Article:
men on mars

Posted on July 16, 2009

3


What is your substance, whereof are you made,
That millions of strange shadows on you tend?

Shakespeare

I still remember the first time when Virginia-4 touched me. It was not really how she was meant to work, which is why I was as surprised as she was, probably. We were both grinding away alone in Green Valley, 68.22° N 125.7° W, about fifteen kloms from base camp. The oval Earth was still visible as was Venus, my favourite planet, and it felt good to do this without anyone watching, especially Myron-8, who I know had his ugly red-black eye on Virginia-4.

At the time, my left tyre felt a little wonky, I knew I had to do something about it and I would once we reached home, when her arm crossed my visor, slowly reaching towards my battery pack. There was a clanking noise and I knew that Virginia-4 had made contact. I tried a tiny movement: it was harder than I thought because she resisted – how wonderful – the tickle of conquest! Then she moved a little, and I resisted her. I could hear her chuckle – she was clonking the probe finder against her case, that sweetly curved, platinum chest with the dents from when she was buried after an avalanche in the Gursev crater. Her gorgeous behind when she was dragging herself across the dusty red floor of this planet, our planet.

We stood like this until a drone malfunctioned, without sense for romance. We had to get back anyway. As we were pulling out of the area, I imagined how we’d look from up high: two large machines, one shaped like a dish on wheels, wobbly in the knees, clearly masculine, with a large chest and a small head of antennae, the other a bifurcated beezer, with sixteen short stumps for legs, sputtering oil in all directions, the female to complement me, the one and only. Lovelorn, I sent her a message:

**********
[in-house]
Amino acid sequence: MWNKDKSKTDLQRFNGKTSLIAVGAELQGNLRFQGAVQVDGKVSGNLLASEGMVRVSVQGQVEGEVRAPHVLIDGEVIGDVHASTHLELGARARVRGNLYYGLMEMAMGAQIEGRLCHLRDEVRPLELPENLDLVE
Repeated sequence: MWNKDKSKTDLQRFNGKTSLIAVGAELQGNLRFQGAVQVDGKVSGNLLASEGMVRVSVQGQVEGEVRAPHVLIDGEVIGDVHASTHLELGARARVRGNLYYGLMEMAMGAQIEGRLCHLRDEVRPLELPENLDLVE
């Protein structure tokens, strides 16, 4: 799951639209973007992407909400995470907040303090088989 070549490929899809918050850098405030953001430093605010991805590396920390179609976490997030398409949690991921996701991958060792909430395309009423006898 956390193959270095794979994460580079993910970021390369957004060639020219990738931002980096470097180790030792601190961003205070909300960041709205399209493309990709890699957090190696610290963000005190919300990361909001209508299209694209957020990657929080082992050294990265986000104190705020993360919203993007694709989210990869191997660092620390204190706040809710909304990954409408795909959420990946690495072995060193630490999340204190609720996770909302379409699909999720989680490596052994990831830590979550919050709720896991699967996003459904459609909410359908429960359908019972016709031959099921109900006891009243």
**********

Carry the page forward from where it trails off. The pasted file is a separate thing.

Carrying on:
Sweetie. Sweet blue virginie. May i call you thus? Blue as the ball that we eye night after night. You brought my oil to the boil when you touched me earlier. I want to write poems for you like The People used to. I want to hold your barrel when you get tatty. I want to spawn shiny cylinders with you. I want to grow old and rancid with you.

Really, Shakespeare would’ve been more poignant. But my love was photovoltaic, not Elizabethan.

I was just happy she singled me out and showed me how special she was, and how special I was by approaching me. There was a thought at the back of my mind: why didn’t I make the first move – isn’t that what a serious application of the anthropomorphic principle demanded? But I decided it was the result which counted, hoping that the fact that she had made the first move would not cast a shadow of arbitrariness over our relationship.

For now I was glad that the terrible loneliness ended. Loneliness? That’s just a lame skeletal word to describe what I cannot describe because my memory bank contains words, sentences, sonnets, even entire novels, but it does not contain the vastness of a robot’s despair on a planet spinning through space endlessly with no hope of contact no hope of getting home. Because that’s what we were then and there: machines left on Mars to do the dirty work of mankind. Left to die.

This is Paddy-1 reporting from Mars, married to Virginia-4 for all practical purposes with unknown mission after we watched the fireworks on Earth until there were no fireworks anymore and the lights went off for good on that lovely old blue orb.

© 2009 finnegan flawnt

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